Preparation of Mouse Inner Ear Extracts

      Mouse cochleae were isolated, ground in a mortar, and homogenized manually in a lysis buffer containing antiproteases (Roche Applied Science). The lysis buffer contains 150 mm NaCl, 1% SDS, 1% PMSF, 1 mm EDTA, 10 mm Tris-HCl, pH 7.4. After centrifugation at 10,000 × g for 5 min, the supernatants were used for Western blotting.

      Western Blot

      Polyclonal antibody was raised in rabbit against one peptide, NH2-CFLDWWIHEQMERDLTK-COOH (amino acids 439–454 of human TMPRSS3; Tmprss3-Cter) (Covalab, Lyon, France). Mouse cochlear extracts were separated on a 8% SDS-PAGE in Tris/glycine. After gel electrophoresis, proteins were transferred electrophoretically onto nitrocellulose membranes (Protan-Whatman, Dassel, Germany). Blots were incubated with Tmprss3-Cter antibody diluted at 1:1000 and revealed by chemiluminescence using a peroxidase-conjugated secondary antibody (ECL, GE Healthcare). A polypeptide range marker was used for calibration (Fermentas GmbH, Mannheim, Germany).

      In Situ Hybridization

      Total RNA was isolated from the inner ear of wild type mice and reverse transcribed. The fragment was PCR-amplified and subcloned into the pCR4Blunt-TOPO (Invitrogen) with the following primers: Tmprss3his-S2 (5′-GCACAGAAATCATGGGCTCACG-3′) and Tmprss3his-AS (5′- TAGTCATCTCTTACTGTGACTAG-3′). Digoxigenin-labeled probes were synthesized using the Roche Applied Science digoxigenin labeling kit according to the manufacturer's instructions. The probe for peripherin was kindly provided by Dr. M. M. Portier. In situ hybridization was carried out as described (
      • Bourane S.
      • Garces A.
      • Venteo S.
      • Pattyn A.
      • Hubert T.
      • Fichard A.
      • Puech S.
      • Boukhaddaoui H.
      • Baudet C.
      • Takahashi S.
      • Valmier J.
      • Carroll P.
      ).

      Assessment of Hearing Function

      Animals were anesthetized by an intraperitoneal injection of a mixture of Rompun 2% (3 mg/kg) and Zoletyl 50 (40 mg/kg). Both pinna were severed to facilitate the insertion and placement of the distortion product otoacoustic emission (DPOAE)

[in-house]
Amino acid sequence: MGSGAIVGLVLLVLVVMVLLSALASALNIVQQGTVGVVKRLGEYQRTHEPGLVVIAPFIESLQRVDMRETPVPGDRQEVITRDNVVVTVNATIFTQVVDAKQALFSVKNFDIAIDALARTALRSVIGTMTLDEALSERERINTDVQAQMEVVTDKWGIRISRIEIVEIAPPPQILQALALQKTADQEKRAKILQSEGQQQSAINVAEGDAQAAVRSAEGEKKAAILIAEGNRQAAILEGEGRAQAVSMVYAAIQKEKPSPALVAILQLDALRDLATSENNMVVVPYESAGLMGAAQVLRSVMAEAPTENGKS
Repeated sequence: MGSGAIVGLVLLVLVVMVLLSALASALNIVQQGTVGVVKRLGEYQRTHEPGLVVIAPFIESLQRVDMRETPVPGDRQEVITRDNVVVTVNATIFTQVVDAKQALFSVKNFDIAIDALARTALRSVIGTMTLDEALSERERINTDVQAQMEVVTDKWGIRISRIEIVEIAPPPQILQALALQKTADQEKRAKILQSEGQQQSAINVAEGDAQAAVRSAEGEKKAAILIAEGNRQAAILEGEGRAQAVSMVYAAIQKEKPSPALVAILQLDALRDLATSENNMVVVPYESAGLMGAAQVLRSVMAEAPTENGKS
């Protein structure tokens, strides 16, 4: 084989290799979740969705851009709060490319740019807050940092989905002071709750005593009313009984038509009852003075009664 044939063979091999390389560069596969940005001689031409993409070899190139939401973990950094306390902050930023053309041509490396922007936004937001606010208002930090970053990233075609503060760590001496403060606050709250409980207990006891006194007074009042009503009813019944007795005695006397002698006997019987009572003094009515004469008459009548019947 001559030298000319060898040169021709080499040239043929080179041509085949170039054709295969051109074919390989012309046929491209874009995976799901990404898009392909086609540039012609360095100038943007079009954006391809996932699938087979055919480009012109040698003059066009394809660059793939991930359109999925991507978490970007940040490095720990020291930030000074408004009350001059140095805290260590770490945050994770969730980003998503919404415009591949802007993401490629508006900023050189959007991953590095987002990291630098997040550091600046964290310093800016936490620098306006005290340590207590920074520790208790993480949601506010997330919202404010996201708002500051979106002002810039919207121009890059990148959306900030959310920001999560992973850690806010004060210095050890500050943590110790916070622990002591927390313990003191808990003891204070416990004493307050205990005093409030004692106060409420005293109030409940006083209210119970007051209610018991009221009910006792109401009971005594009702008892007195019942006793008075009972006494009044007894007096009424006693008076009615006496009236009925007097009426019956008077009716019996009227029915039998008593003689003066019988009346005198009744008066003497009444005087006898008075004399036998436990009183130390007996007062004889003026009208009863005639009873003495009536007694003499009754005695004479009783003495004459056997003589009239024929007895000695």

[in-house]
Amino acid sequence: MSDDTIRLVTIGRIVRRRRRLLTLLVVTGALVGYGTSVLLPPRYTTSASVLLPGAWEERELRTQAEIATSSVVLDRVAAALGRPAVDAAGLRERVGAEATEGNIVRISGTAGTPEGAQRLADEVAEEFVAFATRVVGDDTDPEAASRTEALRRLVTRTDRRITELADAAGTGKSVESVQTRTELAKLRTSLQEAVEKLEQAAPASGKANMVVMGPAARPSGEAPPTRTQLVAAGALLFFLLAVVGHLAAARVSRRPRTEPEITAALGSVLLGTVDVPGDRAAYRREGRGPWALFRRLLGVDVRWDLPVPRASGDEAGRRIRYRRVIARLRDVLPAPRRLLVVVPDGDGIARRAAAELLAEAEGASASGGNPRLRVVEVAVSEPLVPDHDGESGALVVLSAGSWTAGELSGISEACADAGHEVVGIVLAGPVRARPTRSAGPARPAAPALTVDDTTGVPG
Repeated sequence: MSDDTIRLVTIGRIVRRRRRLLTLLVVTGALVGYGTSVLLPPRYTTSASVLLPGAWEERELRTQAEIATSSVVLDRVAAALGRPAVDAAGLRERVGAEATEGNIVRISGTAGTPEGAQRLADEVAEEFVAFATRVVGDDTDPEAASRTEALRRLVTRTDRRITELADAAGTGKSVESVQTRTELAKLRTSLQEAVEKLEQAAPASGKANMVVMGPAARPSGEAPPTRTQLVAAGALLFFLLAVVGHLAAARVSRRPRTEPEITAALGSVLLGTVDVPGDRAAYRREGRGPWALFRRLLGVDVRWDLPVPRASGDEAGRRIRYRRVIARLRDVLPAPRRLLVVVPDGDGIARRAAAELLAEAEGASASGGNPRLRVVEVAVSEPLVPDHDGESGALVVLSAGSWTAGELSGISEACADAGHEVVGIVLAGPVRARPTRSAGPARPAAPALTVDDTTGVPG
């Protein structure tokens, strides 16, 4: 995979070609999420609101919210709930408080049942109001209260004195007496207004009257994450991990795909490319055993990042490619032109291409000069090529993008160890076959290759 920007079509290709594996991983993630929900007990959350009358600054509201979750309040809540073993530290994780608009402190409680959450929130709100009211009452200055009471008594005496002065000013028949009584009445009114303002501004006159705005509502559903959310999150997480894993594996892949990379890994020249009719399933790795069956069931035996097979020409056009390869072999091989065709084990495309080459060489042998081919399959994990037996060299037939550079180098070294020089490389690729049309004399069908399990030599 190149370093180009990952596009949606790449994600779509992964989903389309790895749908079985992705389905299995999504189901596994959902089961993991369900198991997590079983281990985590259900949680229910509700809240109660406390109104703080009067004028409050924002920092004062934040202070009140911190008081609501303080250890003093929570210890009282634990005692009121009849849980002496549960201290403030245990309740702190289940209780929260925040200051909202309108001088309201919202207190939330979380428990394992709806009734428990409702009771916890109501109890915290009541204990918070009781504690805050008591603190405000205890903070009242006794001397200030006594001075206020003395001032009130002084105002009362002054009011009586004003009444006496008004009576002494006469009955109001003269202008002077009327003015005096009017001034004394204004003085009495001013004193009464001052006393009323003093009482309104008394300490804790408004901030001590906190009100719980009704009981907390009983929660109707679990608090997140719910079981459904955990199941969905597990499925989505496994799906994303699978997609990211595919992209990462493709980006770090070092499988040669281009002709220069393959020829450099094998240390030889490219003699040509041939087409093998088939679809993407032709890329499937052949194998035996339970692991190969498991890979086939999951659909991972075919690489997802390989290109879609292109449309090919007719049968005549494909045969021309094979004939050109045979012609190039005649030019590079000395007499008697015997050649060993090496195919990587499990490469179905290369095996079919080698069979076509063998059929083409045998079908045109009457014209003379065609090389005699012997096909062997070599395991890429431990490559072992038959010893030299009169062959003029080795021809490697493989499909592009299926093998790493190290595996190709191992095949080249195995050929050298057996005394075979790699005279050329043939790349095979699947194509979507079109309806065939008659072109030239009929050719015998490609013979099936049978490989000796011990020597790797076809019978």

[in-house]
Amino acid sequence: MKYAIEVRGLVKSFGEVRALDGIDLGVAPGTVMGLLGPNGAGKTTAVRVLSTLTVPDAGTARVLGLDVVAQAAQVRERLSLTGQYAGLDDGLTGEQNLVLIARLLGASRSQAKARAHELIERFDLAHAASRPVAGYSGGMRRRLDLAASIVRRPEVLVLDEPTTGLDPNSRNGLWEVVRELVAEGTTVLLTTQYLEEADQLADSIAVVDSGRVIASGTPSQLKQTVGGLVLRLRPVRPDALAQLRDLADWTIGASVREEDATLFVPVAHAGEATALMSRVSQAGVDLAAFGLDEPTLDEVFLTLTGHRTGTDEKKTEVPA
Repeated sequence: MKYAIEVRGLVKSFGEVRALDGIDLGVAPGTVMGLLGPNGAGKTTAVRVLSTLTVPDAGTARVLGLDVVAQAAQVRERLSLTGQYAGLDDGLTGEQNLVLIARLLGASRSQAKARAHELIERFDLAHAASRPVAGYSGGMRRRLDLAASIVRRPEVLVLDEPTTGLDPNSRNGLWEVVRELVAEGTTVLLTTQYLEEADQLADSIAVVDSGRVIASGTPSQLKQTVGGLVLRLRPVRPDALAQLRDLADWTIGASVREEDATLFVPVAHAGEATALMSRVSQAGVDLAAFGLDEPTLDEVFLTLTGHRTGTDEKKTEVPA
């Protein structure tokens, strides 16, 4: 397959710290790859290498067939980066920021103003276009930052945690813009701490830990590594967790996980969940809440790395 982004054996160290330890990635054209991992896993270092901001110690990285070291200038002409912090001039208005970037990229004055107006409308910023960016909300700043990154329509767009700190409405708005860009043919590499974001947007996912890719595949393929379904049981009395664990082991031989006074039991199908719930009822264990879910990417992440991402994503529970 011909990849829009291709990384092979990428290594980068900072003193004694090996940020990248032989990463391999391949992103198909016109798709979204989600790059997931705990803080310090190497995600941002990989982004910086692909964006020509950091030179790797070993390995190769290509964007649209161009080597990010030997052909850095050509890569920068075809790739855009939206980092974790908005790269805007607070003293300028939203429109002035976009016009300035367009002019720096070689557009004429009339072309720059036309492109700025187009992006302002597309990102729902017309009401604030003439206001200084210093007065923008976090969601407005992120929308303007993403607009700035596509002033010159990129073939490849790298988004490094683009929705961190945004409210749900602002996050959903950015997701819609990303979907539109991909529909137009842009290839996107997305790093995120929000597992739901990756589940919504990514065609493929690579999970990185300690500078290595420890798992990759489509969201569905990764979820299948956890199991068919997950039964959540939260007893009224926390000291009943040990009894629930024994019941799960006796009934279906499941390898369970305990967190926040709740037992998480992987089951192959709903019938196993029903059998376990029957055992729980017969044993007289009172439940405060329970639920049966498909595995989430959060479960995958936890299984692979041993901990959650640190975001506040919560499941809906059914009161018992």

The abbreviations used are: DPOAE, distortion product otoacoustic emission; SPL, sound pressure level; ABR, auditory brainstem response; SEM, scanning electron microscopy; TEM, transmission electron microscopy; IHC, inner hair cell; OHC, outer hair cell; ER, endoplasmic reticulum; Pn, postnatal day n.
      probe.

      Distortion Product Otoacoustic Emission Recordings

      DPOAEs were recorded in the external auditory canal using an ER-10C S/N 2525 probe (Etymotic Research Inc., Elk Grove Village, IL) and consisted of two emitters and one microphone. The two primary tones were generated and the distortion was processed by the Cubdis system HID 40133DP (Mimosa Acoustics Inc., Champaign, IL). The probe was self-calibrated for the two stimulating tones before each recording. The two tones were presented simultaneously, sweeping f2 from 0.5 kHz to 20 kHz by quarter-octave steps and maintaining the f2/f1 ratio constant at 1.2. The primary intensities of f2 and f1 were set at 60 and 55 dB sound pressure level (SPL) (reference 2 × 10−5 pascals), respectively. For each frequency, the cubic distortion product (2f1 − f2) and the neighboring noise magnitudes were measured and expressed as a function of f2. Data are expressed as means ± S.E.

      Auditory Brainstem Response Recordings

      The acoustical stimuli were generated by an arbitrary function generator (type 9100R, LeCroy Corp.), consisting of 9-ms tone bursts with a 1-ms rise and fall time delivered at a rate of 10/s. Tone bursts were passed through a programmable attenuator and delivered to the animal by a JBL 075 loudspeaker (James B. Lansing Sound, Inc., Stamford, CT) in a calibrated free field. The auditory brainstem responses (ABRs) were derived from two needle electrodes respectively placed at the vertex and on the mastoid of the stimulated ear. The signal was differentially amplified (×10,000) by a Tektronix (TM 503) differential amplifier and digitized (50 kHz sampling rate, with a 12-bit dynamic range and 1024 samples/burst), averaged 512 times, and stored on a computer (Dell Dimensions, Dell Inc., Round Rock, TX). Intensity-amplitude functions of brainstem responses were obtained at each frequency tested (2, 4, 6, 8, 10, 12, 16, 20, 26, and 32 kHz) by varying the intensities of the tone bursts from 0 to 90 dB SPL, in 5-dB steps. The ABR thresholds were defined as the minimum sound intensity necessary to elicit a clearly distinguishable response.

      Endocochlear Potential Measurement